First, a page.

The Department of the Interior and Local Government (DILG) submitted to the House Committee on Constitutional Amendments today some 555,610 signatures and LGU resolutions in support of lifting the restrictive economic provisions of the Constitution.
“The DILG conducted roadshows all over the country in 2019 and last year pre-COVID and we can definitely say that there is growing public support to reforms in the 1987 Constitutions especially the lifting of restrictive economic provisions to encourage foreign capital flow and investments into the country,” said DILG Undersecretary and Spokesperson Jonathan Malaya.
“If not for COVID, we could have gathered more signatures but because the DILG turned its attention to the pandemic, we migrated our signature campaign on-line and relied on our CSO-partners starting March of 2020,” he added.
Malaya, who is also Executive Director of the Inter-Agency Task Force on Constitutional Reform, said that the signatures were culled from off-line and on-line signature campaigns spearheaded by the DILG, CORE (Constitutional Reform) Movement, along with various civil society groups, private groups, and individuals.
“Those (physical) signatures were gathered during our provincial roadshows which started in 2019 up to 2020 before the pandemic hit and now online signature campaign where we brought people in an online platform,” Malaya said.
The previous roadshows consist of town hall meetings, youth assemblies, CORE conventions, and media fora meant to inform the public on the merits of constitutional amendments.
Also, Malaya presented a resolution of support for CORE by the 1,488-member strong League of Municipalities of the Philippines, and 23 LGU resolutions from Regions VI, X, XI, and CARAGA.
In July 2020, League of Municipalities of the Philippines (LMP) National President Chavit Singson turned over to DILG Secretary Eduardo M. Año a resolution endorsing a proposal to institutionalize the Mandanas ruling of the Supreme Court in the Constitution and called for the lifting of restrictions on foreign investment in industries currently limited to Filipinos.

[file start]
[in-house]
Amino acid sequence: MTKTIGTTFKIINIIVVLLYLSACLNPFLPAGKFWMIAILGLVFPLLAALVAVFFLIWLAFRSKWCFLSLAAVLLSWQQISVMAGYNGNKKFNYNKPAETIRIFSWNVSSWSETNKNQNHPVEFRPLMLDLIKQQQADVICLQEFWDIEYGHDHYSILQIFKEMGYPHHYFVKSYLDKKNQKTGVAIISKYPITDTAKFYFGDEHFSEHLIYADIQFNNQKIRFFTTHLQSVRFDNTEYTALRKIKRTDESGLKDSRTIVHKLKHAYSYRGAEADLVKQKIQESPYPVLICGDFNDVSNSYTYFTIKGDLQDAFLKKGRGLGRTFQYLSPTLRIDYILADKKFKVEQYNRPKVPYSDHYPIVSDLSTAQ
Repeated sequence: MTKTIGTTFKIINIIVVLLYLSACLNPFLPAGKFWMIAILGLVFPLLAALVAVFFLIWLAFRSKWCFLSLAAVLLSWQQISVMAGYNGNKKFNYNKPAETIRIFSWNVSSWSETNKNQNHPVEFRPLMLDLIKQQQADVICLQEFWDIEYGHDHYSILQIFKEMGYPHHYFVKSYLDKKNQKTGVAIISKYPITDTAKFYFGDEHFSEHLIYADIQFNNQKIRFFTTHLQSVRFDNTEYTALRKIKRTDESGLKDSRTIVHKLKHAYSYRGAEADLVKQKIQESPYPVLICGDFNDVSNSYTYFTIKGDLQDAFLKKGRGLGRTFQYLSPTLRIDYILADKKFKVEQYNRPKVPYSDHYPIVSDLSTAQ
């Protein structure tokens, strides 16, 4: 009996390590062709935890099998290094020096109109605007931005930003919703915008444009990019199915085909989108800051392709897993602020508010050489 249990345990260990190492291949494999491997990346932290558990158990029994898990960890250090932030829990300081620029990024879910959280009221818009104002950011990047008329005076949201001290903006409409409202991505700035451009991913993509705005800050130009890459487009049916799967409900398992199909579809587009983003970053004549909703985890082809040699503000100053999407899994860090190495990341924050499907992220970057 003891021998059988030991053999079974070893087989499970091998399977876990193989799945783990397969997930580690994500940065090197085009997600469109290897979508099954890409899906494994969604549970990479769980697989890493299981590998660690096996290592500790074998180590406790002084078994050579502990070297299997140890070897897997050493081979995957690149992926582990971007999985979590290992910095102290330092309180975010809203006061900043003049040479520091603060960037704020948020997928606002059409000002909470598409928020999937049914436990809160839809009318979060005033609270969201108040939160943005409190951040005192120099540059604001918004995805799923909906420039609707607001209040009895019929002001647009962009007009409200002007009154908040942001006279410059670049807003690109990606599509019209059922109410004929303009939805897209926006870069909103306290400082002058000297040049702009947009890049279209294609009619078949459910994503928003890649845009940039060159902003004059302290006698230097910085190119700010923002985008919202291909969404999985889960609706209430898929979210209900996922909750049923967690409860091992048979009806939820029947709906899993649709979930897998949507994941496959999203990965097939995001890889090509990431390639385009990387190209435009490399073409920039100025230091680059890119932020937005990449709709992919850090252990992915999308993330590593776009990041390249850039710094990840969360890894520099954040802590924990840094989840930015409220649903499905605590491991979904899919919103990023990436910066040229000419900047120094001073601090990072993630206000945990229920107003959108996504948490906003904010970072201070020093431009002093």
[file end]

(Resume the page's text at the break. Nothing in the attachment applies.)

The IATF CORE is pushing for economic liberalization to allow foreign investors to engage in industrial and commercial activities that had been restricted to Filipinos since the 1935 Constitution took effect.
“If we had spread out development to other regions instead of concentrating everything in Metro Manila, then the pandemic would not have crippled the entire Philippine economy and so stronger economies in the regions could strengthen the LGUs’ capabilities and increase protection for our people,” Malaya said.
The House of Representatives resumed today its public hearing on constitutional reforms although lawmakers were quick to stress that the discussions would only focus on the economic provisions in the Constitution.
Malaya said that making the Constitution more open to foreign investors would improve public perception of the country’s investment climate and sets the tone for other institutions.
Malaya said the Philippines cannot be seen as a truly open economy when its fundamental law is protectionist and inward-looking, rigid and inflexible in structure.
“It is better to remove citizenship-based restrictions now, instead of allowing them to continue, but with the caveat 'unless otherwise provided by law',” he said.
Malaya further said that positive reforms in the Constitution would send a signal to the international business community that the Philippines is now open for a globally competitive economy.
He also expressed confidence that Congress would pass economic reforms in the end to pave the way for the country’s recovery from the pandemic for the long haul.